A floating-point number between 0 and 10 to which defined that  largest scale on your web application. The default value is 0.25. (Example: maximum-scale=0.25)  Minimum-scale: A floating-point number between 0 and 10 to which defined that smallest scale on your web application. The default value is 1.6. (Example:  minimum-scale=1.6)  Introduction to Mobile Web Development Initial-scale: A floating-point number between the minimum-scale and maximum-scale. User-saleable: A Boolean result that defines if the user is able to scale the size of the screen (for example, by pinch or zoom). The default value is True. (Example:user-saleable=False) It’s important to note that all width and height settings can be defined by device-width, which enables the HTML5 to adapt the width to the device’s screen size. Following is an example of a viewpoint tag that can be used in a mobile web application.

<meta name=”viewport”

content=”width=device-width; initial-scale=1.0; maximum-scale=1.0;



The preceding code sets the document’s width to be the device’s screen resolution. This is useful because users may decide to load the application onto a device such as a tablet, which has a large screen resolution. The scale is set to 1, which means it will scale to the device width. A good way to visualize scale is to consider it a multiplier against your width.

The user-saleable property, by default, is set to True. For most web applications, you  don’t want the user to be able to pinch and zoom the content. This is because most native applications do not use this particular property; and their interface design scales to the current device. After all, if you correctly set your initial-scale, there is no need for a user to pinch and zoom on the app: Everything scales to the screen width. It’s important to note that this viewport applies only to the initial page load, and can be changed by the user. Once the user reloads the device it returns to the last-known zoom.

Most modern mobile devices provide numerous ways to view a web page. Luckily for devel-opers, the operating system of the phone rotates the web browser depending on if the phone is in a horizontal or portrait mode. It’s the responsibility of the developer, however, to handle these events and make changes to CSS as needed.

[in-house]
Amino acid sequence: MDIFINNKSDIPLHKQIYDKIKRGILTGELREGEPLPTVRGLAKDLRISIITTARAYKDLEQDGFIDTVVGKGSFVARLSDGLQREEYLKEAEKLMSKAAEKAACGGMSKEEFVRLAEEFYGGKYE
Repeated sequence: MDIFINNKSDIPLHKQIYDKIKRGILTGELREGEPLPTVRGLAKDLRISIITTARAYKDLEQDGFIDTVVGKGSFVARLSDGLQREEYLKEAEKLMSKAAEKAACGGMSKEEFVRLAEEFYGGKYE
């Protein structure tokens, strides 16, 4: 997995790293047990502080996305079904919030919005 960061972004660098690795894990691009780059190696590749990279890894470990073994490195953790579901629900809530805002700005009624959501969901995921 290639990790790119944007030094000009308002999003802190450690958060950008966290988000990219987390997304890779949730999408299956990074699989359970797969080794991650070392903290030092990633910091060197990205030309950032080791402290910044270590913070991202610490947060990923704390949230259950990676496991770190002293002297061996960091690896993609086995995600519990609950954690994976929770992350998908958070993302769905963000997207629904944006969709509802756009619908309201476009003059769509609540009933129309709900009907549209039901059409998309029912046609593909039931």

<script type=”text/javascript” language=”Javascript”>

var supportsOrientationChange = “onorientationchange” in window,

orientationEvent = supportsOrientationChange ? “orientationchange” :


window.addEventListener(orientationEvent, function() {

alert(‘We just detected a screen resolution change!’);

}, false);


This code adds a document listener for a specific event that occurs across mobile browsers. Unfortunately, this event is not standard so you need to detect which event is on the device you’re using. The first line the JavaScript allows you to detect if the events onorientation change are valid in the current window. If the browser supports this event, then use it; otherwise, the event name will be orientationchange or resize. After you determine the name of the events of the device, set an event listener. It’s enough to know that the browser logs certain events for JavaScript to pick up and perform an action upon. In this situation, when the device is rotated, the browser emits an event that JavaScript picks up. Every time this event takes place, you are displaying an alert that indicates it has detected an orientation change. In the previous example, you can replace this alert with something that is more useful based on your situation.

With older browsers, fonts are pre-installed as part of the operating system. Currently, the standard fonts vary across mobile devices. With modern browsers, developers have a wide range of tools to display different fonts, depending on the design of their web app. These tools use JavaScript to replace the contents of an HTML element to a special property that is controlled by CSS to display the custom fonts. Introduction to Mobile Web Development For example, Google Web Fonts API provides an easy way to quickly change the default font to something that matches your style and theme. Google Web Fonts have a large range of fonts to choose from.



<link rel=”stylesheet” type=”text/css”



body {

font-family: ‘Tangerine’, serif;

font-size: 48px;





<div>This is test of Google Web Fonts!</div>



In this example, a CSS file from Google, with a query string indentifying what type of font you would like to use is loaded in the HEAD section. When opening that link in your browser, you get the following syntax:

@font-face {

font-family: ‘Tangerine’;

font-style: normal;

font-weight: normal;

src: local(‘Tangerine’),

url(‘http://themes.googleusercontent.com/static/fonts/tangerine/v3/HGfsyCL5WASpHOFnouG-RD8E0i7KZn-EPnyo3HZu7kw.woff’) format(‘woff’);


Google uses a CSS3 property called @font-face, which allows your HTML document to contain special fonts that are not locally installed on the users’ machine or device. Once loaded, the special fonts display on the supporting browser. For mobile devices, I recommend that you download these fonts to cache on your own site to maximize performance. It’s important to note the Google Fonts API is compatible with all modern browsers, including Internet Explorer 6 and higher. It’s important note that iOS supports only SVG fonts (which Google Fonts supports). However, other font libraries may not be supported. While Google Fonts is easy and supported, you can only use fonts that they have, so you can’t have custom fonts that you may have purchased or downloaded elsewhere.